Dr. Arden L. Bement, Jr.
American Mathematical Society's Committee on Science Policy
National Science Foundation
April 8, 2005
Good morning. I'm pleased to be able to meet with you, as your ally in communicating to the nation the importance of the mathematical sciences.
I'd like to spend a few minutes bringing you up to date on NSF and addressing some ways we can strengthen our outreach to the public and policymakers. Then I look forward to a dialogue to address your questions and concerns.
In the job of NSF director, I'm reminded every day how much the United States depends on investments in research and education to stimulate and sustain our economy. These investments are a national priority because they contribute not only to economic growth and societal well-being, but also to the increasing demands of homeland security.
In recognition of the nation's changing course, the National Science Board has pledged to prepare a new "vision" for NSF in the 21st century. The Board's foresight will inform NSF's own update of its strategic plan.
For the foreseeable future, our strategy will be informed by constraints on the discretionary portion of the federal budget.
For FY 2006, the National Science Foundation is requesting $5.605 billion. That's $132 million, or 2.4 percent, more than in FY 2005.
This modest increase allows us to assume some new responsibilities and meet our ongoing commitments, without much room for growth.
The request includes a sustained level of funding for the Division of Mathematical Sciences, at $200 million, and funds from other NSF directorates that support interdisciplinary programs involving mathematics.
In this environment, all of us -- government and researchers alike -- are
called on to operate more efficiently and effectively. So setting priorities
will be more important than ever.
When we can identify our highest priorities and show policymakers how they meet national needs, we build confidence that research and education are worthwhile investments.
The American Mathematical Society -- and all of you -- are part of the effort to demonstrate the return on the nation's investment in science. I am grateful for your efforts and urge you to continue working within the mathematical sciences community to set firm priorities and communicate them with one voice.
In this budget year, one of NSF's priorities will be strengthening the core research that has built the U.S. science and engineering endeavor into a strong force for growth and change.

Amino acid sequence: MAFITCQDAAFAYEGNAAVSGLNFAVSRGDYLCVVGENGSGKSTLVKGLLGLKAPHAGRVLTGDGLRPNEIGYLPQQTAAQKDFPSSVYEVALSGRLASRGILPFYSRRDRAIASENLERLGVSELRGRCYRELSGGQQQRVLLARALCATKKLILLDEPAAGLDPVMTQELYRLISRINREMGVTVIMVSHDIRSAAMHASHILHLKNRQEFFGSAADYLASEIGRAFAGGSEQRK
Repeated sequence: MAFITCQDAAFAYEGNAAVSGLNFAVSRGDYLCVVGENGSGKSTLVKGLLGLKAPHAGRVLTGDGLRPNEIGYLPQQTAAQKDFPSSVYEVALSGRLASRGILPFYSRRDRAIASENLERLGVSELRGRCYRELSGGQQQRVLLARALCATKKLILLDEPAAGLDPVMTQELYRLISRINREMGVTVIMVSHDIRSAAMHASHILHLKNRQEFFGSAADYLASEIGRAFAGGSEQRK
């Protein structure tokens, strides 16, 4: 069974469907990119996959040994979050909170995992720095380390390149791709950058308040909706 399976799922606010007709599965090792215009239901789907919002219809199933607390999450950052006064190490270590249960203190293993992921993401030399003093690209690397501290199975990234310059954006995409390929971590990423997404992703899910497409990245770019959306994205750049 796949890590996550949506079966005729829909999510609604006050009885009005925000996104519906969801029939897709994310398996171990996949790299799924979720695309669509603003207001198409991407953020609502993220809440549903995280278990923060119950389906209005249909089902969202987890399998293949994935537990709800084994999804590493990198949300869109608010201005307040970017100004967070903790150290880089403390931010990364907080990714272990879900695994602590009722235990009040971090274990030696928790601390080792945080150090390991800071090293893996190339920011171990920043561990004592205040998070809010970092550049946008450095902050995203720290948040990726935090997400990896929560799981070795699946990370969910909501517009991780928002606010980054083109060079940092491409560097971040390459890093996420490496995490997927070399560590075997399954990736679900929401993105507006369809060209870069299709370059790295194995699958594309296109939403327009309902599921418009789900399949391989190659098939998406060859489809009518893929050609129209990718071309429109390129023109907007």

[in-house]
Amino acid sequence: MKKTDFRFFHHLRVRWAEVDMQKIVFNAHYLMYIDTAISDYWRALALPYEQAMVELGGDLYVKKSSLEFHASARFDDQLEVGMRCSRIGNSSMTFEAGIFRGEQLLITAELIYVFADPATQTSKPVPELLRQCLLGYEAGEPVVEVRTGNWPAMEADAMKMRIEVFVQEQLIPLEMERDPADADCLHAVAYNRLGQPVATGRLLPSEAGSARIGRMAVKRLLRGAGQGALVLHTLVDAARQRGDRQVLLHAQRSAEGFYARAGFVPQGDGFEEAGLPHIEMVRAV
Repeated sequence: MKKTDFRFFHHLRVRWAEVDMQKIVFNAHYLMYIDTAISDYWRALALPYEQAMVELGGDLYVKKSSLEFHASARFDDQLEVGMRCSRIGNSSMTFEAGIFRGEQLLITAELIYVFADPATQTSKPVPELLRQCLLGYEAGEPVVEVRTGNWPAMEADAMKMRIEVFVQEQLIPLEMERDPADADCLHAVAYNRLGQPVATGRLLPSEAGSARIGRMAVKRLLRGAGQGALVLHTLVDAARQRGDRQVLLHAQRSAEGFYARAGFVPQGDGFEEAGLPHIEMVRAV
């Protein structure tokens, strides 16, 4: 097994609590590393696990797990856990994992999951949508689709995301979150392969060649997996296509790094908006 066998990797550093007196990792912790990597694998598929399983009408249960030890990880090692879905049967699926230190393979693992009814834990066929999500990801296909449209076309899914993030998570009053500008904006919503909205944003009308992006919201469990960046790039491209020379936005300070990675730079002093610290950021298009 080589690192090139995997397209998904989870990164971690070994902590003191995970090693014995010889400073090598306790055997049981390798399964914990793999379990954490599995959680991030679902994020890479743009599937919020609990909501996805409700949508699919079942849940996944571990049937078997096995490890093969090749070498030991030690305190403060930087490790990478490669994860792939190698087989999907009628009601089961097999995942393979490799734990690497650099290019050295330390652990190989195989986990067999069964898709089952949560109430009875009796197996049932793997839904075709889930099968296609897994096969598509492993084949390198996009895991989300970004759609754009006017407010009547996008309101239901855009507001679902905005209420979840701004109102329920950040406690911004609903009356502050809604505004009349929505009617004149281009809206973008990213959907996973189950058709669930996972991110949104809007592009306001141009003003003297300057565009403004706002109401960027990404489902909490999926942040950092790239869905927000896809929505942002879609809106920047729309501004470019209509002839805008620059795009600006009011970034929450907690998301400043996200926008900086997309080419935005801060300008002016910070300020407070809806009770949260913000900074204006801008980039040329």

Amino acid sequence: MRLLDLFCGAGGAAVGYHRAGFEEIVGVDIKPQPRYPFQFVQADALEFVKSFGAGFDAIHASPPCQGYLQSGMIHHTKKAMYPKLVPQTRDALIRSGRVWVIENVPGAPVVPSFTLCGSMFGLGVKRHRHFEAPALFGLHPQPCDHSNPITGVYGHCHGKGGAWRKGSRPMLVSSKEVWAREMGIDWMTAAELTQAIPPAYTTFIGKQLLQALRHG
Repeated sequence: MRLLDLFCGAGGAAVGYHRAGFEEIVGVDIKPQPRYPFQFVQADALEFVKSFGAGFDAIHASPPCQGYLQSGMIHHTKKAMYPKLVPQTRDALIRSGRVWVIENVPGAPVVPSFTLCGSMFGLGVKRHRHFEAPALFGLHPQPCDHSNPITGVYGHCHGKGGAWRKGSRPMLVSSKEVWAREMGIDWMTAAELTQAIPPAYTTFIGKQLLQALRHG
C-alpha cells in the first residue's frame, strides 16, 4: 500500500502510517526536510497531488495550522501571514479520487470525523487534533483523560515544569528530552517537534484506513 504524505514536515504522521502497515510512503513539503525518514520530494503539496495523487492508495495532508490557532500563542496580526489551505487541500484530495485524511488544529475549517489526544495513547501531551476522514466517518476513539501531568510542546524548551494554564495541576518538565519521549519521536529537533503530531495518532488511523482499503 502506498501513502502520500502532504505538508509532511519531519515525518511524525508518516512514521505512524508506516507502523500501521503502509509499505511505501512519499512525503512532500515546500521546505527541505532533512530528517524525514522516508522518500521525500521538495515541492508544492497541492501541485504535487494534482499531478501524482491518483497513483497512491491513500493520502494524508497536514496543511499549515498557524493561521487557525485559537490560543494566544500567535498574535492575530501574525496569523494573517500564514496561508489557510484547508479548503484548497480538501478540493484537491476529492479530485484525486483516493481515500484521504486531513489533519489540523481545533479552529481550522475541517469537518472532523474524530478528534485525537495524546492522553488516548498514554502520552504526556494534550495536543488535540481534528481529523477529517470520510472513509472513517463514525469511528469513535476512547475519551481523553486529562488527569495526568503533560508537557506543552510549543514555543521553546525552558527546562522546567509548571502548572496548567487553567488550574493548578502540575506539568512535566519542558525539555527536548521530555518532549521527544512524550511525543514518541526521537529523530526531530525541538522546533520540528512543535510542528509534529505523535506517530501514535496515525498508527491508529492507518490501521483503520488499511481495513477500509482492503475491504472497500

As you well know, the core disciplines lay the foundation for meeting national needs and solving global problems. And the health of the core disciplines underscores the ability to perform quality interdisciplinary work.
Policymakers and the public increasingly recognize mathematics as a critical component of scientific knowledge, in fields ranging from astronomy to meteorology to seismology, and as the connecting link between disciplines.
This awareness can be credited, at least in part, to the outreach by NSF and its partners over the last few years, regarding the critical need to boost NSF spending on the mathematical sciences -- just to sustain our national expertise.
When we show how mathematics contributes to activities that people take for granted -- from law enforcement to tracking disease to routing messages over the Internet -- people listen.
What is less well known is the need to continue the fundamental, high-risk research for which there is no clear and immediate application. Today's imaginative formula may prove to be just the breakthrough needed to secure a computer program, compare digitized fingerprint records, or harness a benign energy source.
Identifying mathematics as an NSF priority area helped raise public awareness of all of these needs and was instrumental in increasing the level of funding. This, in turn, has allowed us to strengthen the core discipline, improve the training of the future workforce, and to launch new, interdisciplinary programs.
Since 2003, the additional funds have helped NSF boost its support for graduate assistants, undergraduate students, and postdocs, with higher stipends and support for more people.
The Vertical Integration of Research and Education program, or VIGRE, has further enhanced our track record in preparing the workforce. VIGRE has created mechanisms for mathematicians-in-training at various levels to support each other, and for students and faculty to work more closely together.
The results are encouraging. Since the VIGRE program was launched in 1999, NSF has more than doubled the number of U.S. graduate students receiving research support -- one of the primary goals of the program.
Here's just one example of how a program like VIGRE can have a synergistic effect. Since it was implemented at UCLA, the total number of graduate students in mathematics rose from 112 to 204. The number of undergraduate degrees awarded also rose, from 153 to 222, contributing further to the professional pipeline.